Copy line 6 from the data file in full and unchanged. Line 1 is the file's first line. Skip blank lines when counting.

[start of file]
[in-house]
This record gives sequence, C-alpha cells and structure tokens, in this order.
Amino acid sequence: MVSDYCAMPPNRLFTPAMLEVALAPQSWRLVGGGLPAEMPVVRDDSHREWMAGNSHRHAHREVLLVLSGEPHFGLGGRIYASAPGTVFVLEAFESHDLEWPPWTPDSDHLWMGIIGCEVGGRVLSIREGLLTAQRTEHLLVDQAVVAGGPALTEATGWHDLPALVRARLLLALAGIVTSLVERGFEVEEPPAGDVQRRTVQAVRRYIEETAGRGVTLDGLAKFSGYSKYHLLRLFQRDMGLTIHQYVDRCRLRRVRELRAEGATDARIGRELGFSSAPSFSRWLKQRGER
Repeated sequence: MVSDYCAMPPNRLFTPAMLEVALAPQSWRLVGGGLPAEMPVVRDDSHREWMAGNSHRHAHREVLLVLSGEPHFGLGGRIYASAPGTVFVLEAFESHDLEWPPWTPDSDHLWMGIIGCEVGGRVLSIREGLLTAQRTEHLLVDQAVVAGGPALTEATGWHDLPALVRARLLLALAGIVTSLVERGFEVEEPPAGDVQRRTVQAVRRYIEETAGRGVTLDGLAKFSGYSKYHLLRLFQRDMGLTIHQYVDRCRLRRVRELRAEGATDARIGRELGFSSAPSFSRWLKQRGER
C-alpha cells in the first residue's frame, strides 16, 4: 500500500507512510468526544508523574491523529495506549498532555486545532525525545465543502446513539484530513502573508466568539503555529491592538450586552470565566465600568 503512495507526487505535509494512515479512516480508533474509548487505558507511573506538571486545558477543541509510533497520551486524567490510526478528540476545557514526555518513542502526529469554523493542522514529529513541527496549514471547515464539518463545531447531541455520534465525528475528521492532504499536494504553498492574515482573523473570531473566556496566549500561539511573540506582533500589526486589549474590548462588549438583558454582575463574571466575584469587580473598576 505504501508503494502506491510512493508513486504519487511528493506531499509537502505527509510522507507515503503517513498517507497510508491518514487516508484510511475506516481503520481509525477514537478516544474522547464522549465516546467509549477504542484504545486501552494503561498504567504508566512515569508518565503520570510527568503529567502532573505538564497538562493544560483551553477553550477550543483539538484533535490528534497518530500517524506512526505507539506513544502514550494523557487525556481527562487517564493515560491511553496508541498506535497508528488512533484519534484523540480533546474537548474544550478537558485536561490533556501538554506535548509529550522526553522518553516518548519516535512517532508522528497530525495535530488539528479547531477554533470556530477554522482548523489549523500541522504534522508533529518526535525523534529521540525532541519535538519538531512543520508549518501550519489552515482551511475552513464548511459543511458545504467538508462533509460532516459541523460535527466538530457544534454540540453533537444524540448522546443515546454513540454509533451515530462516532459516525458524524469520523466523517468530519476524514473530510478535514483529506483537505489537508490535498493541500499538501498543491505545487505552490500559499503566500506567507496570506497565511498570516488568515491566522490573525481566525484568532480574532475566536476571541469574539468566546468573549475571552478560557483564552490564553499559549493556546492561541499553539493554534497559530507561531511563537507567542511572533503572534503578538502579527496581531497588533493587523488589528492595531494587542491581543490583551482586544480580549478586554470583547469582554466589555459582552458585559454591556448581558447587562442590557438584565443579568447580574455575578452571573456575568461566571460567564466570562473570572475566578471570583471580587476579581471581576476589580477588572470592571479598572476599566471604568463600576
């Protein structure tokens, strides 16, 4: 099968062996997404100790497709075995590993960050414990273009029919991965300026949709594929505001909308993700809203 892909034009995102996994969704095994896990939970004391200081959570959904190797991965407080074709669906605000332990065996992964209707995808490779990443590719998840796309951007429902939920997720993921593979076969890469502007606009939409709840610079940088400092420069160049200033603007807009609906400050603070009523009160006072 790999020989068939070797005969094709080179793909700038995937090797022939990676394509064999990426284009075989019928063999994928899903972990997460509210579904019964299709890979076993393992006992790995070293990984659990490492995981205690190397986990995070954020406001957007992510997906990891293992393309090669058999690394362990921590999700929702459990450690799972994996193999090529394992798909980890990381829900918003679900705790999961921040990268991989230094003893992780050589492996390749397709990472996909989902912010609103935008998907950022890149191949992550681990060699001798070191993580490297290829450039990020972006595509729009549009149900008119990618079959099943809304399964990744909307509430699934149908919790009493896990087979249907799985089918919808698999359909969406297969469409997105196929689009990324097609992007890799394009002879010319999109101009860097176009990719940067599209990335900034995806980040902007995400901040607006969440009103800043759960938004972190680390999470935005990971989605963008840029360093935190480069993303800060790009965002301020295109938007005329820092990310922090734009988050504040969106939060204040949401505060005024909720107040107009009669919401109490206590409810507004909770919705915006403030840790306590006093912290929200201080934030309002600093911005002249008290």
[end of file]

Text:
């Protein structure tokens, strides 16, 4: 099968062996997404100790497709075995590993960050414990273009029919991965300026949709594929505001909308993700809203 892909034009995102996994969704095994896990939970004391200081959570959904190797991965407080074709669906605000332990065996992964209707995808490779990443590719998840796309951007429902939920997720993921593979076969890469502007606009939409709840610079940088400092420069160049200033603007807009609906400050603070009523009160006072 790999020989068939070797005969094709080179793909700038995937090797022939990676394509064999990426284009075989019928063999994928899903972990997460509210579904019964299709890979076993393992006992790995070293990984659990490492995981205690190397986990995070954020406001957007992510997906990891293992393309090669058999690394362990921590999700929702459990450690799972994996193999090529394992798909980890990381829900918003679900705790999961921040990268991989230094003893992780050589492996390749397709990472996909989902912010609103935008998907950022890149191949992550681990060699001798070191993580490297290829450039990020972006595509729009549009149900008119990618079959099943809304399964990744909307509430699934149908919790009493896990087979249907799985089918919808698999359909969406297969469409997105196929689009990324097609992007890799394009002879010319999109101009860097176009990719940067599209990335900034995806980040902007995400901040607006969440009103800043759960938004972190680390999470935005990971989605963008840029360093935190480069993303800060790009965002301020295109938007005329820092990310922090734009988050504040969106939060204040949401505060005024909720107040107009009669919401109490206590409810507004909770919705915006403030840790306590006093912290929200201080934030309002600093911005002249008290």